YP Letters: Irony of HS2 filling gaps of Beeching cuts

A reader has pointed out the irony of HS2 requiring homes to be demolished when the Beeching cuts allowed houses to be built on disused railway lines.
A reader has pointed out the irony of HS2 requiring homes to be demolished when the Beeching cuts allowed houses to be built on disused railway lines.
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From: David Howram, Lady Heton Drive, Mirfield.

I SYMPATHISE with Rosemary Nattriss and her husband (The Yorkshire Post, October 16) after they received notice from HS2 that their house was to be demolished to make way for the new track.

Dr Richard Beeching with his report, in 1963, that led to the closure of railway lines.

Dr Richard Beeching with his report, in 1963, that led to the closure of railway lines.

I appreciate that the new HS2 railway will provide many benefits. However it does seem rather ironic that some 55 years ago a railway network was scrapped by the government of the day after receiving a commissioned report from the then British Rail chairman Dr Richard Beeching.

An entire national branch line and semi-main line network was made redundant and subsequently lost. The Beeching report claimed the network was not profitable and subsequently the affected infrastructure was sold to the private sector and in many places houses were built on the old railway land.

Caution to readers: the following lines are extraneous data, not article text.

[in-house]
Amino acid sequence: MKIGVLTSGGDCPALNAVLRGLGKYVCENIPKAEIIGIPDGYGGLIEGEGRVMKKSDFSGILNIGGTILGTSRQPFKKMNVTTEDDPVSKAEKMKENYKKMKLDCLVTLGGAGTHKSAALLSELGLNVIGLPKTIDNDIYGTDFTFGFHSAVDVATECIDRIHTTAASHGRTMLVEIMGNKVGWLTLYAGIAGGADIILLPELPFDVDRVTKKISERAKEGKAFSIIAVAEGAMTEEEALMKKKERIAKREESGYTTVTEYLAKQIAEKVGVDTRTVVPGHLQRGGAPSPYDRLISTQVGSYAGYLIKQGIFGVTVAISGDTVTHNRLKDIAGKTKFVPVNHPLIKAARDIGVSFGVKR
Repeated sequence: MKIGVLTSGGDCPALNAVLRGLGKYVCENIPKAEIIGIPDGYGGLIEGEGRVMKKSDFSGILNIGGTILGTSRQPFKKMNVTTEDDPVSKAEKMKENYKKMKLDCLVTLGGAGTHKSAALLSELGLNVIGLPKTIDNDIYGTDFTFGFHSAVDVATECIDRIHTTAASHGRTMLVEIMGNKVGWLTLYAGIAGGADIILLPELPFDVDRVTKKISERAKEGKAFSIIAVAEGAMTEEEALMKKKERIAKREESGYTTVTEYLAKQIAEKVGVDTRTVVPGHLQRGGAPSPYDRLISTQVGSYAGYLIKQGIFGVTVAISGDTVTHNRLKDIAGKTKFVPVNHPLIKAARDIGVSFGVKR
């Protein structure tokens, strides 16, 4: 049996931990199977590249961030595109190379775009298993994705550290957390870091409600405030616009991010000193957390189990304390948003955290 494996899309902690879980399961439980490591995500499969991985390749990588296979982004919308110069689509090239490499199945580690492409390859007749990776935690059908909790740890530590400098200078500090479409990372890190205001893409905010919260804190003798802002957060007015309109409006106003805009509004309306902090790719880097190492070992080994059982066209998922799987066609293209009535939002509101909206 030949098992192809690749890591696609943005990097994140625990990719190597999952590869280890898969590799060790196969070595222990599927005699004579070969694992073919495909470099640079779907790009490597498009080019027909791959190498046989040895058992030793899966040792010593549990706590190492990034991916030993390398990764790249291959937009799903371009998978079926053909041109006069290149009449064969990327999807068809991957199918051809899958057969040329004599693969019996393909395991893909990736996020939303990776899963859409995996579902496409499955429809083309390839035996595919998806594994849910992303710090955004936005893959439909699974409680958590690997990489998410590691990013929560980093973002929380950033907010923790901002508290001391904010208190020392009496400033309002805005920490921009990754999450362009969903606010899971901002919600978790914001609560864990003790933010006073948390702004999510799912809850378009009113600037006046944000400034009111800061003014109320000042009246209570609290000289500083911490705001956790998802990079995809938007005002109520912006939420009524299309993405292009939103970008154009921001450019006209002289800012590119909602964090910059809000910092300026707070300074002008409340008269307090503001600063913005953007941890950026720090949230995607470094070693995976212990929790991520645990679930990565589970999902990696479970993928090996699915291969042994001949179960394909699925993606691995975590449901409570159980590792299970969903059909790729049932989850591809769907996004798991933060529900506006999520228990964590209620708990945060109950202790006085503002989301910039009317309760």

In just one local instance regarding this past government policy, down the road here where I live in Mirfield there was a railway station at Battyeford, where the “Leeds New Line” branched off from the main trans-Pennine route. The line ran for 13 miles through the Spen Valley, up to Gildersome and re-joined the main line at Wortley in Leeds.

The building cost of this “New Line” – including all civil engineering and compensation costs – was less than £1m in 1902 when it was completed. The benefits of the expansion to both the London & North Western Railway Company (then owner of the trans-Pennine route) and the subsequent improvement to public service was obvious.

Unfortunately the line was closed to all traffic in the 1960s as part of the aforementioned Beeching Plan. Slowly, but surely, the infrastructure was sold off for various private housing and industrial development schemes.

Before the Beeching cuts were implemented, there was no such thing as the inconvenience of bus transportations during periods of necessary railway track engineering work. The networks of branch lines throughout the country were used for diversions of the main line express trains with minimal inconvenience for the passengers.

It seems obvious and apparent to me that governments have not acted in the long-term public interest, they seem to adopt a short-term money-saving approach. There we were half a century ago with the government of the day selling off publicly-owned railway infrastructure, where house building has since taken place on a grand scale.